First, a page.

The authors then list the various 'body fluids and parts' from which a DNA profile may be obtained, and give the success rate of obtaining a complete profile from each in percentage terms for the year 2003. (I understand that success rates have risen in subsequent years).
The section on familial profiling I found of great interest and describes how the Forensic Science Service now offers a search of the NDNAD to identify possible relatives of criminal suspects, and how in the authors opinion familial searching is a practice that is certain to be developed in the future.
Chapter 5. Populating the NDNAD - inclusion and contestation.
This chapter turns attention to the establishment and development of the NDNAD, and explains how the growth of it has been facilitated by a series of inter-related scientific and governmental innovations which encourage the police to routinely collect and retain genetic samples from individuals and crime scenes.
The authors then trace the historical foundations of legislation that has made this possible, but in their view, not entirely desirable.
The authors then explain how there has never been one legislative instrument or Act of Parliament to establish the database or the current powers of the police on which it relies. Rather it has been facilitated by successive amendments to existing legislation, particularly several amendments to the Police and Criminal Evidence Act, (1984), most notable of which was to allow DNA profiles of suspects who's case was not proceeded with, or who were acquitted, to remain on the NDNAD, (they were previously removed). Also explained is how the law was changed to accommodate the taking of mouth swabs by police from suspects, which were hitherto classified as 'intimate samples' under the law.
Part of this chapter is used to discuss the differing aspects of the law of the UK and the European Convention on Human Rights with regard to the collection and retention of DNA samples and data.
Chapter 6. Using DNA effectively.
In this informative chapter the authors consider the ways in which successive UK governments have asserted that DNA profiling and databasing are a vital weapon in the fight against crime and how this has lead to significant amounts of investment across a wide range of laboratory and operational contexts. The authors discuss what they term “the most significant form of that investment” - namely, the DNA Expansion Programme.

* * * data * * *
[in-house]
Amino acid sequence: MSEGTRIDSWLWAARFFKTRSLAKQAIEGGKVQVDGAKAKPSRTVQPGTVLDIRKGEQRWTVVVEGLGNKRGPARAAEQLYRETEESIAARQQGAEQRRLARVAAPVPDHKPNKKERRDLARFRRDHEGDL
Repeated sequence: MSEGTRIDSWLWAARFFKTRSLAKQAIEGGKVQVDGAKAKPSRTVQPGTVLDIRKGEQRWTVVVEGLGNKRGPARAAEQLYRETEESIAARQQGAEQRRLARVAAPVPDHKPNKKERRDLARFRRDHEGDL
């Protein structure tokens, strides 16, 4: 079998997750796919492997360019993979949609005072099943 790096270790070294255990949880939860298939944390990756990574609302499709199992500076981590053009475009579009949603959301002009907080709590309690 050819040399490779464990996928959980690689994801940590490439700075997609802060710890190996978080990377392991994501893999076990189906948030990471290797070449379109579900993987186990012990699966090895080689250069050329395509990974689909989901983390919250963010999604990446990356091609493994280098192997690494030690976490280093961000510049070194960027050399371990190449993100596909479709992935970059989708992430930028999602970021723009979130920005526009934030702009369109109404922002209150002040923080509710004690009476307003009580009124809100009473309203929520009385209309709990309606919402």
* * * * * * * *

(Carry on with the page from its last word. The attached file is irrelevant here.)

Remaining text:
The authors quote from, refer to, and discuss many pieces of legislation, Government Reports, White Papers, Home Office Circulars, Audit Commission Reports and academic research into this subject. I was pleased to see that two reports which I considered to be of excellent content and which also affected the work that I was engaged in at the time, were included and discussed. These were the Touche Ross review of 1987 into the organisation of scientific support in police forces in the UK, and the Police Foundation study of 1991 entitled 'Making forensic evidence more effective and efficient'. This latter report introduced a key theme that has dominated all subsequent research in this area, namely, “the lack of recognition given to the specialist knowledge and skills of crime scene examiners”.
Included at this point are some interesting statistics which show how the proportion of DNA matches resulting in detections has risen from 29% in 1998/9 to 49% in 2004/5, and how in 2004/5 the overall detection rate for all recorded crime was 26%, compared with a detection rate of 40% when crime scene DNA profiles were loaded on to the NDNAD.
The authors conclude this chapter by discussing this section subject - namely, is DNA being used effectively?
Chapter 7. Governing the NDNAD.
This chapter explores the relationships that have developed between several public and private sector agencies involved in the custodianship and governance of the National DNA Database. The authors bring to the readers attention what they believe to be of particular historic importance to this network - namely, the 'Memorandum of Understanding' between the Association of Chief Police Officers and the Forensic Science Service, which provides an agreed framework with the aim of establishing and monitoring standards in forensic DNA analysis, controlling the uses that could be made of information derived from biological samples, and devolving significant operational responsibilities to the database Custodian.
The authors then expound and explore the Memorandum of Understanding in some depth.
The authors then discuss laboratory quality assessment and assurance, and a subject that has come to the fore in recent times, both before and since this book was written, namely - data handling, data protection and database security.
There is section on 'data-sharing' in which the authors discuss what the Information Commissioner characterises as 'sensitive personal data' and whether recent developments in trans-jurisdictional genetic sharing raise additional issues to those of 'adequate protection for the rights and freedoms of data subjects'.
The chapter concludes with the information that this year (2008), the contract granted to the Forensic Science Service to operate the NDNAD will end and that the database will be open to tender from private forensic companies (a thought that fills me with dread), and which is discussed here.
Chapter 8. Current developments and emerging trends.
In this chapter the authors outline some of the possible ways in which the NDNAD could develop in the future and they also suggest some of the issues that could be raised by these potential developments. As the authors state 'It seems certain that the NDNAD expansion is not over and that new categories of persons will continue to be added to this heterogeneous collection of 'suspects''.